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So here's what I'm doing, I've got one array with customers and one with orders and so I'm making a new array from the data in these two... Here's some code:

Customer Array:

Array
(
    [0] => Array
        (
            [customerid] => 1234
            [name] => John Doe
            [email] => john@doe.com
        )

    [1] => Array
        (
            [customerid] => 4321
            [name] => Jane Smith
            [email] => jane@smith.com
        )

    (etc...)
)

Orders array:

Array
(
    [0] => Array
        (
            [customerid] => 1234
            [amount] => 100.00
            [date] => 2012-05-11
        )

    [1] => Array
        (
            [customerid] => 4321
            [amount] => 200.00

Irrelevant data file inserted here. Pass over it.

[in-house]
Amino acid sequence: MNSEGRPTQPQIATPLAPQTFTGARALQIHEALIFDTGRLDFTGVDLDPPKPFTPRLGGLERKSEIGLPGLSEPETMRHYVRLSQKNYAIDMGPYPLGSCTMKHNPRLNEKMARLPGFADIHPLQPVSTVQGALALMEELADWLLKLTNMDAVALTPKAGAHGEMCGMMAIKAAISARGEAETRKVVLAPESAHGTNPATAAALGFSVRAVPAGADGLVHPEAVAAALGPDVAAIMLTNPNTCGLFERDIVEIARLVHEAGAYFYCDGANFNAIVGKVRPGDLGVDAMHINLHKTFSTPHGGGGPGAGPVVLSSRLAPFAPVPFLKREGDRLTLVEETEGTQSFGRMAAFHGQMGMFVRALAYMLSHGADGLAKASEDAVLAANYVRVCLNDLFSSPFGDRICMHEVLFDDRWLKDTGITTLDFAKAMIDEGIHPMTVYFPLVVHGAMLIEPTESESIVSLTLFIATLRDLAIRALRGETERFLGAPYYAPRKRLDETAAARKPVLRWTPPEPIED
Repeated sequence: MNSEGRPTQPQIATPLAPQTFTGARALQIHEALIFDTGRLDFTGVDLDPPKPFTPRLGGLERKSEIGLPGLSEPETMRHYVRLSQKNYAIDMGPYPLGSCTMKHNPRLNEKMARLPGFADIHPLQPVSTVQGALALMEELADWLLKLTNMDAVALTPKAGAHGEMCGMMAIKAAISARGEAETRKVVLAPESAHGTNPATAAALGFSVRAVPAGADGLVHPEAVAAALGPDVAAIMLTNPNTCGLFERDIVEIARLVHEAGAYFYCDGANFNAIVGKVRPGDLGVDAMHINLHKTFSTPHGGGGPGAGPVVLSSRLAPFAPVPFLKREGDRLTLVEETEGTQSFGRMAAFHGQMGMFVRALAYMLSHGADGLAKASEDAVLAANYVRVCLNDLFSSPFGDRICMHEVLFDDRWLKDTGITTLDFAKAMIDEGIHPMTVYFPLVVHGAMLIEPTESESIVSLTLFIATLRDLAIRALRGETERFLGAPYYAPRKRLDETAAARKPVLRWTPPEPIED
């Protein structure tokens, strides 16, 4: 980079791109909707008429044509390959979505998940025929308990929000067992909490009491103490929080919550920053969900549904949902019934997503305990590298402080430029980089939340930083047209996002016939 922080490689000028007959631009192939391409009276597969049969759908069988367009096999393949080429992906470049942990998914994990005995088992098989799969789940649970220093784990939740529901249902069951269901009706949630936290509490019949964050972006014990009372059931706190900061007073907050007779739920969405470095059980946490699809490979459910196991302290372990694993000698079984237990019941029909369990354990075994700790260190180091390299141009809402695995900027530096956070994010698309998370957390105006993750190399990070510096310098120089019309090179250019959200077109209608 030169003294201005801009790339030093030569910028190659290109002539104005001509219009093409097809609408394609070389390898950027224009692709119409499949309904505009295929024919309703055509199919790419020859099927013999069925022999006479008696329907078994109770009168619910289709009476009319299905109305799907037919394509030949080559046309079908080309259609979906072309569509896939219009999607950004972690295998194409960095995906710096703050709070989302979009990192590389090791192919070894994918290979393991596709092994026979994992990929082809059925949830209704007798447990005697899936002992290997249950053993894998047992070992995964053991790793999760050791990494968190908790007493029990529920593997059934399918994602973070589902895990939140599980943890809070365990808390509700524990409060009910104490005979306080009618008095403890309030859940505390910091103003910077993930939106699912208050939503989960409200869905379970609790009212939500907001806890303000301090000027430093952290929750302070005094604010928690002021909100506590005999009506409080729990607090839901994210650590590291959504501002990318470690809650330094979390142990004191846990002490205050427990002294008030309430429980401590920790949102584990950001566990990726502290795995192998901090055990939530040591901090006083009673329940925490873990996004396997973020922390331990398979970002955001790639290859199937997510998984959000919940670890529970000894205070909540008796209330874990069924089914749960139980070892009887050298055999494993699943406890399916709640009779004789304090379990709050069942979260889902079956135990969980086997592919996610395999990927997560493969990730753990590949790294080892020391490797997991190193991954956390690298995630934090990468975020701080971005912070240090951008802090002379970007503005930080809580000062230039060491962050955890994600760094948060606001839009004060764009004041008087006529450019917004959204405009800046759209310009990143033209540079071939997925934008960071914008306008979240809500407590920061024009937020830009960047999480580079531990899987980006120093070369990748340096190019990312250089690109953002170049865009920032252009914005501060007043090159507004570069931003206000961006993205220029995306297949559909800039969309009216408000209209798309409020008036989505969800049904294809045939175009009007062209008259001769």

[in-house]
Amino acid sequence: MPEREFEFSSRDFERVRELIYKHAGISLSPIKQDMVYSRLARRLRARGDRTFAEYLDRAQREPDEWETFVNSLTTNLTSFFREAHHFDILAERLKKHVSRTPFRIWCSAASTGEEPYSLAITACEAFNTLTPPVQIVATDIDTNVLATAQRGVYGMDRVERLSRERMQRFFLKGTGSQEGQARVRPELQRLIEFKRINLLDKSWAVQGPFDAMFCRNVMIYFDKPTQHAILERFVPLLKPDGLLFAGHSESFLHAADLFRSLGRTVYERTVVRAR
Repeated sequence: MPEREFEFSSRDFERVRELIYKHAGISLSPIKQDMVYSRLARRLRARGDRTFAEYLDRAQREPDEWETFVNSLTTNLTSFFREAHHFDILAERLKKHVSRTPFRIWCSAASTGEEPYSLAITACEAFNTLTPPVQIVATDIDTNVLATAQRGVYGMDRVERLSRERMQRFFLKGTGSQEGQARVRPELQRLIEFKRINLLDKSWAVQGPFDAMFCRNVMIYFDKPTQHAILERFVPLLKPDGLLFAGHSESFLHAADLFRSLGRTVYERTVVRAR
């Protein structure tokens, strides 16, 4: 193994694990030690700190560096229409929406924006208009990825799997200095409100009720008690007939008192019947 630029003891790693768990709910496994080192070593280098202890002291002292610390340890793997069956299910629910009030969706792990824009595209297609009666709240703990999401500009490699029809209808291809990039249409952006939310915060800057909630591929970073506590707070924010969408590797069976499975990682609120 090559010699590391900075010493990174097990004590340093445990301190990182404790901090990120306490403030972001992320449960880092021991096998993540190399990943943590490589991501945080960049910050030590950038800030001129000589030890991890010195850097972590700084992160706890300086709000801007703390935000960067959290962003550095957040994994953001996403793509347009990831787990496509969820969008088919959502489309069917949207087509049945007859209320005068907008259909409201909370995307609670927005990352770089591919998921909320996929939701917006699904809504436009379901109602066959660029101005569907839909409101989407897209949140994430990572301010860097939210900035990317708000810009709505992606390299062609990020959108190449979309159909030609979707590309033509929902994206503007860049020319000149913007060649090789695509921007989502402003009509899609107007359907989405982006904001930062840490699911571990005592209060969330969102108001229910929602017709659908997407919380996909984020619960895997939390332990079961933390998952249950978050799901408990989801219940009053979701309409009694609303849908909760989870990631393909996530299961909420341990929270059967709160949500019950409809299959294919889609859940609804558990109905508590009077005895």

[date] => 2012-03-01
        )

    [2] => Array
        (
            [customerid] => 4321
            [amount] => 500.00
            [date] => 2012-02-22
        )

    (etc...)
)

Final array:

Array
(
    [1234] => Array
        (
            [name] => John Doe
            [email] => john@doe.com
            [orders] => Array
                (
                    [0] => Array
                        (
                            [amount] => 100.00
                            [date] => 2012-05-11
                        )

                )

        )

    [4321] => Array
        (
            [name] => Jane Smith
            [email] => jane@smith.com
            [orders] => Array
                (
                    [0] => Array
                        (
                            [amount] => 200.00
                            [date] => 2012-03-01
                        )
                    [1] => Array
                        (
                            [amount] => 500.00
                            [date] => 2012-02-22
                        )

                )

        )

    (etc...)
)

So... This is the PHP code that I thought of:

$customers = array(blah...); # See above...
$orders    = array(blah...); # See above...
$new_array = array();

foreach ($customers as $c) {
  $new_array[$c['customerid']] = array(